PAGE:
w - display information about currently logged-in users
w [ -hlsuw ] [ user ]
The w command displays a summary of the current activity on
the system, including what each user is doing. The heading
line shows the current time, the length of time the system
has been up, the number of users logged into the system, and
the average number of jobs in the run queue over the last 1,
5 and 15 minutes.
The fields displayed are: the user's login name, the name of
the tty the user is on, the time of day the user logged on
(in hours:minutes), the idle time-that is, the number of
minutes since the user last typed anything (in
hours:minutes), the CPU time used by all processes and their
children on that terminal (in minutes:seconds), the CPU time
used by the currently active processes (in minutes:seconds),
and the name and arguments of the current process.
-h Suppress the heading.
-l Produce a long form of output, which is the
-s Produce a short form of output. In the short
form, the tty is abbreviated, the login time and
CPU times are left off, as are the arguments to
-u Produces the heading line which shows the current
time, the length of time the system has been up,
the number of users logged into the system, and
the average number of jobs in the run queue over
the last 1, 5 and 15 minutes.
-w Produces a long form of output, which is also the
same as the default.
user Name of a particular user for whom login informa-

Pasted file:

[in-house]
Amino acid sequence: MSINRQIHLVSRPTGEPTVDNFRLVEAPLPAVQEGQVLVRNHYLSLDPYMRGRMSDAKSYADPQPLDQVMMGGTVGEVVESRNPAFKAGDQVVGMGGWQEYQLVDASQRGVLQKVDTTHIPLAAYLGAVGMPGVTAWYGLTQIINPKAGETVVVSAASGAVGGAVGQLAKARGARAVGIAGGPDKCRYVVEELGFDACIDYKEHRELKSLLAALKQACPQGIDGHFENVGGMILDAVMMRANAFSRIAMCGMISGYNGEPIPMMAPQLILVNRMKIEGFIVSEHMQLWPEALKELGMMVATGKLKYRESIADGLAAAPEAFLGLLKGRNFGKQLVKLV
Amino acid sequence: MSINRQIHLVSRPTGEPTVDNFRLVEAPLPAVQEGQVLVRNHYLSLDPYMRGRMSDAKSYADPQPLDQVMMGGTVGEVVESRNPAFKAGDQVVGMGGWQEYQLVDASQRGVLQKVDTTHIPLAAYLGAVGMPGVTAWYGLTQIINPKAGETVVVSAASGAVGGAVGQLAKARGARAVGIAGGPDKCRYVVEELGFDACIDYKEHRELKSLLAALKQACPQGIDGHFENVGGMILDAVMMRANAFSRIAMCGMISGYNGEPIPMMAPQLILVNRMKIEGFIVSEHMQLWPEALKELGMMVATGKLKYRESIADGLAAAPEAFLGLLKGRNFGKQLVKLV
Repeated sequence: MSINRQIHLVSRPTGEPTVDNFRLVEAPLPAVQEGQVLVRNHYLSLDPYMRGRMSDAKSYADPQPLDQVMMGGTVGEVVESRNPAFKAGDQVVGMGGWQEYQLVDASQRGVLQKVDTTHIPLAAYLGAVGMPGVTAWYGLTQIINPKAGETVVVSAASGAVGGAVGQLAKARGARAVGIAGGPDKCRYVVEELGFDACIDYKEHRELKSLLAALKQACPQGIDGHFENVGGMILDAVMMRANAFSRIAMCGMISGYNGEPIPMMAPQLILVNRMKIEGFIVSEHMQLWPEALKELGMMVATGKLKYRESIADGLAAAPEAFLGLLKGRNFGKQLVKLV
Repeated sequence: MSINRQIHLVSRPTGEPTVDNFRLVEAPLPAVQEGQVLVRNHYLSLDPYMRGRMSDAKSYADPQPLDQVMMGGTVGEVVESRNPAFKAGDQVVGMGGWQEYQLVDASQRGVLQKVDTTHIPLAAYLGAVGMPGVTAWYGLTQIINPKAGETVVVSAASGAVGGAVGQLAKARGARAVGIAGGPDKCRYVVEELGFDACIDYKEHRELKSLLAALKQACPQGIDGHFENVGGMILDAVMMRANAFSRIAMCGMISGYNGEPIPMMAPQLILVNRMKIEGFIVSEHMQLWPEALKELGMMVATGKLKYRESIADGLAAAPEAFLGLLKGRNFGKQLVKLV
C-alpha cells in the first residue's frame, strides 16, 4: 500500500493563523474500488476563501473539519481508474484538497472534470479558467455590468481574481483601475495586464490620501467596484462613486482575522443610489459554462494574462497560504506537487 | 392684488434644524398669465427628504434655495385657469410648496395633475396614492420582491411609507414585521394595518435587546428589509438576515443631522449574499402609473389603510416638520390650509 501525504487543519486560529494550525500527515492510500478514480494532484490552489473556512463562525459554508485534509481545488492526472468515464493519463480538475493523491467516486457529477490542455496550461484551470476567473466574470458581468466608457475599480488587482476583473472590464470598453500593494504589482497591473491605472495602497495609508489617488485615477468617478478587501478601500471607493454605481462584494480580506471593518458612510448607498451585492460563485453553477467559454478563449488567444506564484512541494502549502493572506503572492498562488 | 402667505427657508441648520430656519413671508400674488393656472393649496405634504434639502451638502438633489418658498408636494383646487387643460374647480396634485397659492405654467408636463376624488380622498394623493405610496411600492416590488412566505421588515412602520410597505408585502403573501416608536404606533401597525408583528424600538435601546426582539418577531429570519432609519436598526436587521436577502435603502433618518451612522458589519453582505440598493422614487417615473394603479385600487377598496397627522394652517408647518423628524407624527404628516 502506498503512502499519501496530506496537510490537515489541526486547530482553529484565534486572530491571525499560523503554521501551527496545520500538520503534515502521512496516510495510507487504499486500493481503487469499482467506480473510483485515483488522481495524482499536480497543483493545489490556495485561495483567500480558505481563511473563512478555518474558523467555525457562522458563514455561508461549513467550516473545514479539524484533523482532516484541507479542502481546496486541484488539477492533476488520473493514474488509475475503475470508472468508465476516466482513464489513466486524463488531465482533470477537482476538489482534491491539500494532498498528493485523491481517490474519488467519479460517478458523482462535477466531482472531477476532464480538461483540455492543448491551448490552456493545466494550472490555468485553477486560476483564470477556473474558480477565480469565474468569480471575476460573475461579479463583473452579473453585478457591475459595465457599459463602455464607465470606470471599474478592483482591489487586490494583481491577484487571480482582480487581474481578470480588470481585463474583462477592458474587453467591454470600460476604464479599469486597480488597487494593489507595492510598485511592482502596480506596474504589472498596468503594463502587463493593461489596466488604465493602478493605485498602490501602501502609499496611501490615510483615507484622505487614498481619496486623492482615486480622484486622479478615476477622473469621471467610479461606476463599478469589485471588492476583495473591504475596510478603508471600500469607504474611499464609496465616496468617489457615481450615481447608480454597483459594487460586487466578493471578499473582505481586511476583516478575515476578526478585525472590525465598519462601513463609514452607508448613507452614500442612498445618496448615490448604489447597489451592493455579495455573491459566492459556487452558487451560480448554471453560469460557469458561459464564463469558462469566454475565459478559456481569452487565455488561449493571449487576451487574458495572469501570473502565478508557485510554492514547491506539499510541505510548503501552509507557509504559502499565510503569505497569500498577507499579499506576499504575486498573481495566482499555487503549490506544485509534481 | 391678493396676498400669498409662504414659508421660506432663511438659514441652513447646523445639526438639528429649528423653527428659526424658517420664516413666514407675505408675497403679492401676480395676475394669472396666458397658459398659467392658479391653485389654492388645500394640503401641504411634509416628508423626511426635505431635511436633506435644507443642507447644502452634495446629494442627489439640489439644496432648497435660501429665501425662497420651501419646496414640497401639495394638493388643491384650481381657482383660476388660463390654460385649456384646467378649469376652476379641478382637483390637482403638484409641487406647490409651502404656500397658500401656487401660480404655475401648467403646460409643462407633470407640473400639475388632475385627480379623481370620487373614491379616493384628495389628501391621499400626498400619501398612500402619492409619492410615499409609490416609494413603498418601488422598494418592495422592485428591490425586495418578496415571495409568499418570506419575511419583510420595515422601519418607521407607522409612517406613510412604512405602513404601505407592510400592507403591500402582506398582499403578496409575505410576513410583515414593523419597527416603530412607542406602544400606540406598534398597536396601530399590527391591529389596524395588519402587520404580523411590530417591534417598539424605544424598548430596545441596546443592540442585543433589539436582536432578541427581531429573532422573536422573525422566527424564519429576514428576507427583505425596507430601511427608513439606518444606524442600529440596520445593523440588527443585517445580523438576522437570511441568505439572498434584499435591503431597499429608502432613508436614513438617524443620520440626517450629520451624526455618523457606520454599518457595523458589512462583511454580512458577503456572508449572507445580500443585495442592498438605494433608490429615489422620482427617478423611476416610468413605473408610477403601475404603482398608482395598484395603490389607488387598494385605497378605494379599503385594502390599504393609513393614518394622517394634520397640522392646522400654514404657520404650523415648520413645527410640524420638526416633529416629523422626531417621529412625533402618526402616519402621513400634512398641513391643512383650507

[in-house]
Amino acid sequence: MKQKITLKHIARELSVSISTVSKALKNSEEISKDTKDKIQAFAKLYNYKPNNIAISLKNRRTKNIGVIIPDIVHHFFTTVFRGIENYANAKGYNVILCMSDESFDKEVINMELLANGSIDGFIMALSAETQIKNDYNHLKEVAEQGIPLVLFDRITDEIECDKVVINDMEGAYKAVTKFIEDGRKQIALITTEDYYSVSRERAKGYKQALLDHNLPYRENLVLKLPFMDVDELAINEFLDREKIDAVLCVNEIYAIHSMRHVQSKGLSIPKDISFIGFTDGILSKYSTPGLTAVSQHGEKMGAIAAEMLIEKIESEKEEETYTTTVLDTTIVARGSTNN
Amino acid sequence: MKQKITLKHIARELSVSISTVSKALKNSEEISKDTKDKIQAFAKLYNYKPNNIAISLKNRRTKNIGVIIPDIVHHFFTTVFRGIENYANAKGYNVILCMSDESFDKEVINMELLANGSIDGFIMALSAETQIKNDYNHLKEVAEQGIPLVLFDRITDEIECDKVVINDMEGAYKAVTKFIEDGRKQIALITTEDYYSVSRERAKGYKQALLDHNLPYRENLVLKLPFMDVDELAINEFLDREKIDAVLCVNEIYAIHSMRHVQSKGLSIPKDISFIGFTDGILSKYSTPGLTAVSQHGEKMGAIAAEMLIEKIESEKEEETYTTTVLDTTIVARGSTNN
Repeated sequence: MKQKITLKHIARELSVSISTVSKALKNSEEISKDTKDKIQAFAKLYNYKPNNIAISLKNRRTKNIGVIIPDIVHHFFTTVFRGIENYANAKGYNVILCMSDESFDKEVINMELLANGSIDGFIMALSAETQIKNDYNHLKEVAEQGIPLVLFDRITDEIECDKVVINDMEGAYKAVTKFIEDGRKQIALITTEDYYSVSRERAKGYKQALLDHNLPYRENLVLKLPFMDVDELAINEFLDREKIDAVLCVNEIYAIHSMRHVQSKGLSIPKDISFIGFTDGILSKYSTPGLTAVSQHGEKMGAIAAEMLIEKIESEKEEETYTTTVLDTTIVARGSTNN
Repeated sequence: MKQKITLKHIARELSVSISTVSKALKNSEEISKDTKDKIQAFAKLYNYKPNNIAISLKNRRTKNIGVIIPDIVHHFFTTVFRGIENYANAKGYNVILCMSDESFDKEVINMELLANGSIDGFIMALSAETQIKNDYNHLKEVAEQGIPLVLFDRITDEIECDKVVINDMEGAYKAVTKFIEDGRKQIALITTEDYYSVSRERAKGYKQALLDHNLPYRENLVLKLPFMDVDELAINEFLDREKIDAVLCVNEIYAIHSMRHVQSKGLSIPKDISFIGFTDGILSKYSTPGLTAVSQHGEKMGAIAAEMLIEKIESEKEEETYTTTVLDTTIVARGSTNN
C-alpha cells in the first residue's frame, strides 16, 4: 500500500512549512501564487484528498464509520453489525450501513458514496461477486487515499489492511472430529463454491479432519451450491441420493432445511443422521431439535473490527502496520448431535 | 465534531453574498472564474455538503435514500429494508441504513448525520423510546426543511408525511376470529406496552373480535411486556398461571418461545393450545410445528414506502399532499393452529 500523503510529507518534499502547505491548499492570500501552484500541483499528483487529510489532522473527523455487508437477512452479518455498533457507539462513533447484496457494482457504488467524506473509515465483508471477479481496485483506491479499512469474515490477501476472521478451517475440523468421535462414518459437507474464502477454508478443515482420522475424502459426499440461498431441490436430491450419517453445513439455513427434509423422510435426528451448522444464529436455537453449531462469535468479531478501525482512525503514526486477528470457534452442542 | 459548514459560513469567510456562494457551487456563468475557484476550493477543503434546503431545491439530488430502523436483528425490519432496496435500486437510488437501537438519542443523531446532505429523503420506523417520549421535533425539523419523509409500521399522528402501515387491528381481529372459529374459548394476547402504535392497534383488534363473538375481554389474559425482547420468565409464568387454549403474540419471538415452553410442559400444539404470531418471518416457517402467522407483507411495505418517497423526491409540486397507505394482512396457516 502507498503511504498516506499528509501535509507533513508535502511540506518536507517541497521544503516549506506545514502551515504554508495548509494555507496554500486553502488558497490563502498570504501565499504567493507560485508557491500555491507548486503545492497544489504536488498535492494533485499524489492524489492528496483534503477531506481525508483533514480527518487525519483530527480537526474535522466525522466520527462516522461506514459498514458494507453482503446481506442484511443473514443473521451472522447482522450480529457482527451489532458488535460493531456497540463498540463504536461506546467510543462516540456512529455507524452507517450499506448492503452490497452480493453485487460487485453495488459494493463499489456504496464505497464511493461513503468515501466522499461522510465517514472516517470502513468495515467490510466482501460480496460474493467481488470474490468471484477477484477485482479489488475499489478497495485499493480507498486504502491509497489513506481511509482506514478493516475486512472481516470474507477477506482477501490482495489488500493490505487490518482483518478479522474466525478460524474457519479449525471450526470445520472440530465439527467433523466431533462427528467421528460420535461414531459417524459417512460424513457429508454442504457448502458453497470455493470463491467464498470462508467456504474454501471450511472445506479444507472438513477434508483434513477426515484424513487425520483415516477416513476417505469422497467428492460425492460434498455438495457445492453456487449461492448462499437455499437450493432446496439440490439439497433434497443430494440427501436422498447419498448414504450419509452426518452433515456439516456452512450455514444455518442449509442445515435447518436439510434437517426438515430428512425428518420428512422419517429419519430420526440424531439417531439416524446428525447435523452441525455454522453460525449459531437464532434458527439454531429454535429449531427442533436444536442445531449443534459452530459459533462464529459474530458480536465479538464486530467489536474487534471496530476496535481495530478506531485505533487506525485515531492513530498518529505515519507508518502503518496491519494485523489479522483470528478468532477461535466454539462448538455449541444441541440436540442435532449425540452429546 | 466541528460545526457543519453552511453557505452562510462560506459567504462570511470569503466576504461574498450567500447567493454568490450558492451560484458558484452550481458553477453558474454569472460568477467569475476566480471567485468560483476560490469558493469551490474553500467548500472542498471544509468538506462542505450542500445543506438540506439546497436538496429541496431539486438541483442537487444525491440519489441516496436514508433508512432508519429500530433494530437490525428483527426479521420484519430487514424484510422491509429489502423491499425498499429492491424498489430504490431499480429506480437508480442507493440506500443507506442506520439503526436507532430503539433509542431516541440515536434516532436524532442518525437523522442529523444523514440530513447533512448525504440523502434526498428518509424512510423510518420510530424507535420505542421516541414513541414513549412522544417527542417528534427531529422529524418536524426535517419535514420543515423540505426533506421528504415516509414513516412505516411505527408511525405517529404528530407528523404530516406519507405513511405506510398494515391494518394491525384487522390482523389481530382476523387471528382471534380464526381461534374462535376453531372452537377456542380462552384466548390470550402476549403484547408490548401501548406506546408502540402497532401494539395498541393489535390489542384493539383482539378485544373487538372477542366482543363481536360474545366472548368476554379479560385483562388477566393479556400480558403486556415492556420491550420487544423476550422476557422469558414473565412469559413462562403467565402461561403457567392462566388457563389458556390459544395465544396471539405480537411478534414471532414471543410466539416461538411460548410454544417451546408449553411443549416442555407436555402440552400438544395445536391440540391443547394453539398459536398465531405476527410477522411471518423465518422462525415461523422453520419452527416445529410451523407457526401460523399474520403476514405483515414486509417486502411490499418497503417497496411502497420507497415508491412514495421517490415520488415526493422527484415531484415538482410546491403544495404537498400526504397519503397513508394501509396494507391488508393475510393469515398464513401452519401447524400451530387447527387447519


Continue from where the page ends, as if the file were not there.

tion is displayed. If specified, output is res-
tricted to that user.
10:54am up 27 day(s), 57 mins, 1 user, load average: 0.28, 0.26, 0.22
User tty login@ idle JCPU PCPU what
ralph console 7:10am 1 10:05 4:31 w
See environ(5) for descriptions of the following environment
variables that affect the execution of w: LC_CTYPE,
LC_MESSAGES and LC_TIME.
/var/adm/utmp user and accounting information
ps(1), who(1), whodo(1M), utmp(4), environ(5)
The notion of the ``current process'' is unclear. The
current algorithm is `the highest numbered process on the
terminal that is not ignoring interrupts, or, if there is
none, the highest numbered process on the terminal'. This
fails, for example, in critical sections of programs like
the shell and editor, or when faulty programs running in the
background fork and fail to ignore interrupts. In cases
where no process can be found, w prints -.
The CPU time is only an estimate, in particular, if someone
leaves a background process running after logging out, the
person currently on that terminal is ``charged'' with the
Background processes are not shown, even though they account
for much of the load on the system.
Sometimes processes, typically those in the background, are
printed with null or garbaged arguments. In these cases,
the name of the command is printed in parentheses.
w does not know about the conventions for detecting back-
ground jobs. It will sometimes find a background job
instead of the right one.
Man(1) output converted with